## 2.3 Realizable distributions

There are similarities and differences between the virtual distributions which are supported by set {R}, or by its intervals, briefly presented above, and the realizable distributions (which are also called in this paper as systemic). The similarity is that the systemic distributions also consist in a set of assignment relations between the value of the dependent variable and the values of the independent variable, and the domain of potential values of the independent variable makes-up the distribution’s support. The basic difference between the virtual and the systemic distributions is represented by the fact that the elements of the virtual distributions (according to their definitions) are mostly virtual objects (non-realizable as the class instances, because the support singular values which belong to set {R} contain an infinite quantitative information amount), while the systemic distributions are realizable objects, either only abstract, or abstract and material.

Comment 2.3.1: The following chapters will allow a better understanding of the concept regarding the realizability of an object. For the time being, it is enough to mention that an object is abstract realizable if its related information is finite, therefore, the information amount may be included in a finite Information Support System (ISS). For example, an usual numerical value is contained in a finite number of digits. An abstract object is virtual if it is associated with an infinite information amount; this kind of objects cannot be actually realized (as instances of the objects class). An abstract realizable object whose properties may belong to a material object shall be a material realizable object.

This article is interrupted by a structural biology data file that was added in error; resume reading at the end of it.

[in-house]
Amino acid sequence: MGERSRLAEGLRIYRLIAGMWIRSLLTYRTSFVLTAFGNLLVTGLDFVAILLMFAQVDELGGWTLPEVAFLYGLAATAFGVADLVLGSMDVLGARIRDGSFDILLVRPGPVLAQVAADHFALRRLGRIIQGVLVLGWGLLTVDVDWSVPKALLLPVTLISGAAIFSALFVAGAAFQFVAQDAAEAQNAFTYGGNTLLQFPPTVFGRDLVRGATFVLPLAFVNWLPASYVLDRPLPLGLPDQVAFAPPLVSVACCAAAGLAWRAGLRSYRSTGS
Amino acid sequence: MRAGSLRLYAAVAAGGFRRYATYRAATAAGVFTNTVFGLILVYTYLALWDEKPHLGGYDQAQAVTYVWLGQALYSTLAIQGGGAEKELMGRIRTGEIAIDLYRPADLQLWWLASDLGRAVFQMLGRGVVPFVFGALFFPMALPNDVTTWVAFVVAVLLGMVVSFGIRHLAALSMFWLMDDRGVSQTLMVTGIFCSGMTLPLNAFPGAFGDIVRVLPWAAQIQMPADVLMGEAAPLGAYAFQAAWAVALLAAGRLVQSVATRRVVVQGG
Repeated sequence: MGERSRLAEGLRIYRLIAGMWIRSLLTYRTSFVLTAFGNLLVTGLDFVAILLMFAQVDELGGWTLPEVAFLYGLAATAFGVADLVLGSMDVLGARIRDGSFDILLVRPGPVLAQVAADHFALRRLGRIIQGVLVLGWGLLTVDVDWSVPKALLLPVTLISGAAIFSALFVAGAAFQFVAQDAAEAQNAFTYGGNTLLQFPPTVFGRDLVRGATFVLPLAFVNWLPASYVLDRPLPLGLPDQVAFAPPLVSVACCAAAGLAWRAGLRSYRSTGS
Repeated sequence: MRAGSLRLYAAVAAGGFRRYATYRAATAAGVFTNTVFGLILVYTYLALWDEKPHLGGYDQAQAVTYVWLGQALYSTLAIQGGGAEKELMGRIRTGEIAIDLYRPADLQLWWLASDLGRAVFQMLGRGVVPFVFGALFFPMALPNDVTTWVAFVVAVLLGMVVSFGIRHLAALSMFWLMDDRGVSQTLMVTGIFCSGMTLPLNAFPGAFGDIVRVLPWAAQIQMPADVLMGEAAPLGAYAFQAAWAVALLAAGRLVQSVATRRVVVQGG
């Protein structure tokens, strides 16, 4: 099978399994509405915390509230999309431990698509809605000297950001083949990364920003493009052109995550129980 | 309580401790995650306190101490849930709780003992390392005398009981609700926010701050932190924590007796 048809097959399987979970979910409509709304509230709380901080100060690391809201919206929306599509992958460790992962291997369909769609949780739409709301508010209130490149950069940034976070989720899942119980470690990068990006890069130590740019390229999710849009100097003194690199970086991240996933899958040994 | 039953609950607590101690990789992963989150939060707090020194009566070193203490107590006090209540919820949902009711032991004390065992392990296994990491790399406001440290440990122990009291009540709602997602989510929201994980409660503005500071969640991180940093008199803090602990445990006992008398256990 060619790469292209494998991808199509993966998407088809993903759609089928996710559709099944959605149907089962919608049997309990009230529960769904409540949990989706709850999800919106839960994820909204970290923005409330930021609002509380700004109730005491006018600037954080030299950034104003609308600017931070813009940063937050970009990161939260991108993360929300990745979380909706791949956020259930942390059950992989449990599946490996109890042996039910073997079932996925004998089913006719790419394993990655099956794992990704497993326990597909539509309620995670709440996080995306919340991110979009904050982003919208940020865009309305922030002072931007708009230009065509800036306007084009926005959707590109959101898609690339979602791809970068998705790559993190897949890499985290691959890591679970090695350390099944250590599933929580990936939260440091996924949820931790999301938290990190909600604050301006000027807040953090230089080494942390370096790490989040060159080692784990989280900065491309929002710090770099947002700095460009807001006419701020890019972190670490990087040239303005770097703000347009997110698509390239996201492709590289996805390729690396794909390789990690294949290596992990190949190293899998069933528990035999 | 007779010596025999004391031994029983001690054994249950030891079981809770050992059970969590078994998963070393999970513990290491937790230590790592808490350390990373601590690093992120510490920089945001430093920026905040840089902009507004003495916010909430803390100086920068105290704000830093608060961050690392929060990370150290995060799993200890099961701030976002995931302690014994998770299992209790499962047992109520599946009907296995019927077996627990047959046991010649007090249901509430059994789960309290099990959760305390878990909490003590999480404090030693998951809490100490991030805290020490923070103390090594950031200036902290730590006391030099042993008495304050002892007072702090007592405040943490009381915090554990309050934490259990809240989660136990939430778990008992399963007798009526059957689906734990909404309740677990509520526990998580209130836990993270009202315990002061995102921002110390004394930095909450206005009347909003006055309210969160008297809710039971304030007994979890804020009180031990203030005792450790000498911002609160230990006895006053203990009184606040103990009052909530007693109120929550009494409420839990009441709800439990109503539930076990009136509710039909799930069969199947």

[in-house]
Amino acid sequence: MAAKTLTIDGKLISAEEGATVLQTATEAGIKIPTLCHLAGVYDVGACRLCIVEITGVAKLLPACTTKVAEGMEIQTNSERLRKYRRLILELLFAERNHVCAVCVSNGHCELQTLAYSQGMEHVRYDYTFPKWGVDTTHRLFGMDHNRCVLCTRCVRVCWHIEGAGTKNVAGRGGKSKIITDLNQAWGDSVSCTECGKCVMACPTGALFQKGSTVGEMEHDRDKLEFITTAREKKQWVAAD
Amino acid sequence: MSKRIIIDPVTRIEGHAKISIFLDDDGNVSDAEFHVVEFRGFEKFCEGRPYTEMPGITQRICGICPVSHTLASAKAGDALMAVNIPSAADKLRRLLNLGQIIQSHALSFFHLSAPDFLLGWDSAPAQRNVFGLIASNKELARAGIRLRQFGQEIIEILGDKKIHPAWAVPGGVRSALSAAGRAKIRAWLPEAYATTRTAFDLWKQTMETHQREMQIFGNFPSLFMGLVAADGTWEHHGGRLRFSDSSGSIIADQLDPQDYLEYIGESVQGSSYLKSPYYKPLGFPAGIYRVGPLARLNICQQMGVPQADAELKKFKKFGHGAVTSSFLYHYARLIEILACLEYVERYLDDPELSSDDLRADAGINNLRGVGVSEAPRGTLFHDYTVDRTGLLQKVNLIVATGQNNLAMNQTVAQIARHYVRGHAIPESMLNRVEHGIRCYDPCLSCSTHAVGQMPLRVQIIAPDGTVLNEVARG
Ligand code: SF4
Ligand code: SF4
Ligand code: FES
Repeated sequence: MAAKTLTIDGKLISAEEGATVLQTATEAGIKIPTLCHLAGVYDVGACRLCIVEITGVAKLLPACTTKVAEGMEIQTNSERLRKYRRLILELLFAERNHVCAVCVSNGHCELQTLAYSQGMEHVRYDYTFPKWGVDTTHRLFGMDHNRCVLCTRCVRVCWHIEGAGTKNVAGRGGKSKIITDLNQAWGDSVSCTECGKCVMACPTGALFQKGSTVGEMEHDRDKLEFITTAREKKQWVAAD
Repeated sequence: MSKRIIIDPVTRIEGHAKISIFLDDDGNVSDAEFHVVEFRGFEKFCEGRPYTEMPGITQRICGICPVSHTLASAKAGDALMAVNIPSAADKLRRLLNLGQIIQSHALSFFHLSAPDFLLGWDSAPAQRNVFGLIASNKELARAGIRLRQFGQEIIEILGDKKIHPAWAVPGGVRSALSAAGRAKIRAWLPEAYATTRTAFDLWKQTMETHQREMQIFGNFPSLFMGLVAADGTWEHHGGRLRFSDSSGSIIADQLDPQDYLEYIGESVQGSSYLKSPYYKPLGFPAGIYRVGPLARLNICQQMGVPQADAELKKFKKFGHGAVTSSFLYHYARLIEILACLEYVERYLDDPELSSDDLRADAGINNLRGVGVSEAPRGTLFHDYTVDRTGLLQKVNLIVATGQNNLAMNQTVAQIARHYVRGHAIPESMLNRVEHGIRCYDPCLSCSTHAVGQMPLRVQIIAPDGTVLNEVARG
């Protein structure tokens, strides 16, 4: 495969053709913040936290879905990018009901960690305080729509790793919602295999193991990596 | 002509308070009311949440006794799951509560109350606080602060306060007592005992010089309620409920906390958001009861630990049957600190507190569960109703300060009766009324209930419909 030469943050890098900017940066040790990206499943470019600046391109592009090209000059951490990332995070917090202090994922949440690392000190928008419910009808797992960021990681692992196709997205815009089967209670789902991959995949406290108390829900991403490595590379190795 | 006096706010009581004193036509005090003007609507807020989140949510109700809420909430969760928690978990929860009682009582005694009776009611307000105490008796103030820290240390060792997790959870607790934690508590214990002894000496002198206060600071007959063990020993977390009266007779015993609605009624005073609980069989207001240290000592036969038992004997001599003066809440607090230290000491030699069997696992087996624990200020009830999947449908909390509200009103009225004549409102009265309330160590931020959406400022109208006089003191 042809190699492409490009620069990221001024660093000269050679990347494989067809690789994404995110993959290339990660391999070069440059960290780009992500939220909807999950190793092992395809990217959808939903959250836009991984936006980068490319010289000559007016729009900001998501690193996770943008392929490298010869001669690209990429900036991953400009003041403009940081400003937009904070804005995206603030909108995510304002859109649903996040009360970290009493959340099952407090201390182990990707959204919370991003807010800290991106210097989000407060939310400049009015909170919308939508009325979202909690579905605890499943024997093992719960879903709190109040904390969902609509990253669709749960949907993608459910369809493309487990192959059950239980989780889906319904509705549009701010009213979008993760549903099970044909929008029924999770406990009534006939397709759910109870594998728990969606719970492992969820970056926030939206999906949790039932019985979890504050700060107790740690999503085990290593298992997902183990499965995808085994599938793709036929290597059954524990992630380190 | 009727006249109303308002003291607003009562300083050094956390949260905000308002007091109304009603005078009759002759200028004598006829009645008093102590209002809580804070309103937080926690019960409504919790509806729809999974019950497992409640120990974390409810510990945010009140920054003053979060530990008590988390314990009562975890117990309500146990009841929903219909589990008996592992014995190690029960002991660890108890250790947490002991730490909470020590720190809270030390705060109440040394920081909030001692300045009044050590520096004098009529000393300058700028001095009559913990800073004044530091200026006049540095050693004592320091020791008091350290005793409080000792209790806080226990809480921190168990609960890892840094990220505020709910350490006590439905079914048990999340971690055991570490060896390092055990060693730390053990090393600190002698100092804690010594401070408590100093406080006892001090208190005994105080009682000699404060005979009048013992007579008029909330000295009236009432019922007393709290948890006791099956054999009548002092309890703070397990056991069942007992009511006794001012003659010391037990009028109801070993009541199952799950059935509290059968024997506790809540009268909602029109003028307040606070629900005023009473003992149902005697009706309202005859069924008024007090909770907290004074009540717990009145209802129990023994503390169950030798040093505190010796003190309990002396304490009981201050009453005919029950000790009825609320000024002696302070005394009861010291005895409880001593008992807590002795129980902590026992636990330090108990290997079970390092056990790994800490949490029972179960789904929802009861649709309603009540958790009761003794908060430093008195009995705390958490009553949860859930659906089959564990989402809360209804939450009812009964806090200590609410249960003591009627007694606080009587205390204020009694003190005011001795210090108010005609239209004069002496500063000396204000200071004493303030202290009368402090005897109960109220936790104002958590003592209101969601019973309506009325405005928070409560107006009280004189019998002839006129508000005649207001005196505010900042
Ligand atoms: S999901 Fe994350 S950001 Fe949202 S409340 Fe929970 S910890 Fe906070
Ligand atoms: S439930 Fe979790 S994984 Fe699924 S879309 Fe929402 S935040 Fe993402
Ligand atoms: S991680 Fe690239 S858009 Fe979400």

As we have already noticed from the previous subchapter, the primary distribution element is represented by a singular value yk of the distributed attribute, assigned to a singular value xk of the support attribute by means of a relation fk. The point of view on the singular numerical values and on the support domain amount is the essential difference between the virtual and the realizable distributions. If the virtual (mathematic) distributions are supported by the infinite domains and AAV (see Dirac distribution described in the previous chapter), the realizable distributions allows only finite interval supports, limited by the two boundaries, with values which were estimated in relation to the inner reference, and these intervals consist of a finite number of singular values.

Therefore, taking into account the support domain amount, a realizable object shall always have its properties distributed on a non-null and finite support domain. The most simple domain is the pointwise domain, any other domain could be made-up by means of composition (concatenation, joining) of a finite set consisting of such identical elements. As for this basic element of support domain, the objectual philosophy proposes a special denomination: domain point or dimensional point (DP) which is the geometrical representation of a normal singular value (for details, see annex X.3).

Definition 2.3.1: An absolute accurate singular value x which is associated with a non-determination interval11 with the amount  , becomes a normal singular value.